Integration and the Tale of a Lifetime
Yeshivat Har Etzion
Shiur #16: Integration and the Tale of a Lifetime
By Rav Yitzchak Blau
R. Illai said: "A man is known in three ways: by how he drinks (be-koso), how he is with his money (be-kiso), and in his anger (be-ka'aso)." And some say: Also in his play. (Eruvin 65b)
Although the play on words of be-koso, be-kiso and be-ka'aso certainly appealed to R. Illai, we imagine that he selected three items that reflect a substantive point as well. One the one hand, we could find a common denominator in these three items. In all three, a person who normally hides corrupt aspects of his or her personality suddenly finds the corruption revealed. Drunkenness and anger certainly reveal normally hidden aspects of a personality, and many people show a new side of themselves when asked to open their wallets. Alternatively, we could view each item as representing an independent category.
R. Shmuel Edels, the Maharsha, adopts this second approach in his commentary on Eruvin. Although I find one aspect of his interpretation to be somewhat forced, his essential idea is quite profound and important. R. Edels argues that a person's traits relate to three aspects of life: being good to others, being good to Hashem and being good to himself. The challenge of money belongs to the interpersonal realm. As a Talmudic statement compares anger to idolatry, Maharsha understands the challenge of anger as belonging to the sphere of relations between a person and God. The temptation to drink relates to how a person treats himself.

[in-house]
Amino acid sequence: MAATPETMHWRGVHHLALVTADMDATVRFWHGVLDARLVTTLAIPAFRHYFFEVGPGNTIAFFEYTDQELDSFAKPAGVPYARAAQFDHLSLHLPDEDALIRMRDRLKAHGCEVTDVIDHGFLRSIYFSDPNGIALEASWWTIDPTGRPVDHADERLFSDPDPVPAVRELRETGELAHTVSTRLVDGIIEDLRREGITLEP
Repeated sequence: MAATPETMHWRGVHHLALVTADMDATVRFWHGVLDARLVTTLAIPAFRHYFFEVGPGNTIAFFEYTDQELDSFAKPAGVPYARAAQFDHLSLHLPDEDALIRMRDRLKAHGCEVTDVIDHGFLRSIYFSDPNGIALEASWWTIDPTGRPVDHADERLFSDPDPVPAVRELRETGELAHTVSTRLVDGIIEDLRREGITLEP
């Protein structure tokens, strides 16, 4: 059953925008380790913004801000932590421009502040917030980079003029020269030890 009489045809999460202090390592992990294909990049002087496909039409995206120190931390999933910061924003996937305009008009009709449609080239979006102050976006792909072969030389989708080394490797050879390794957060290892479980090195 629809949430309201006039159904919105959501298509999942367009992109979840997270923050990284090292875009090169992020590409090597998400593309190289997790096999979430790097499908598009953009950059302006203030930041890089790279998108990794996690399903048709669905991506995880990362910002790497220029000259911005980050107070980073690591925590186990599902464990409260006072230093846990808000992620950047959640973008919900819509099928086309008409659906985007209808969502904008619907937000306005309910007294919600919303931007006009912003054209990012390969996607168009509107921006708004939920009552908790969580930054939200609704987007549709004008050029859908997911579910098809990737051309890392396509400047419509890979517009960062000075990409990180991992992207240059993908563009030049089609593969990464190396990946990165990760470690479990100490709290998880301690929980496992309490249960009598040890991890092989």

Maharsha's third category represents the innovative idea. It is a commonplace that religion challenges us in the realms of both interpersonal behavior and with regard to our relationship with Hashem. Apparently, it also challenges us to think about how we treat ourselves. Imagine a person with a drinking problem who claims that his drinking binges do not interfere in any way with his interpersonal responsibilities or religious duties. We could try to convince such a person that alcoholism will invariably cause harm in these areas. Alternatively, we could say to that person that he or she is not being fair to himself. Maharsha teaches us that this too constitutes a religious sentiment.
Let us turn our attention to the final item suggested in the gemara. Why does "play" reveal the truth about a person in a way that more serious pursuits do not? The answer may have to do with the religious call to live an integrated life. Most observant Jews realize that mitzva performance demands a certain religious orientation and seriousness of purpose. While in the beit midrash or beit ha-knesset, they would not dream of consciously excluding religious values. At the same time, they may think of their leisure time as divorced from religious demands. They fail to realize that even as we affirm that certain areas of life are indeed devar reshut, neither forbidden nor commanded, religious ideals do not become irrelevant to those areas. Halakha has nothing against playing basketball but it does have something to say about how one plays. Halakha's voice in this area is not to be found in a section of the Shulchan Arukh called Hilkhot Basketball but in the more general command to live a life of holiness, service, and morality. The individual whose play also exhibits religious ideals (e. g. playing without selfishness, laziness, or anger) has moved to a more profound level of commitment. Sometimes, it is precisely the conduct while engaging in a leisure activity that reveals the true quality of a given individual.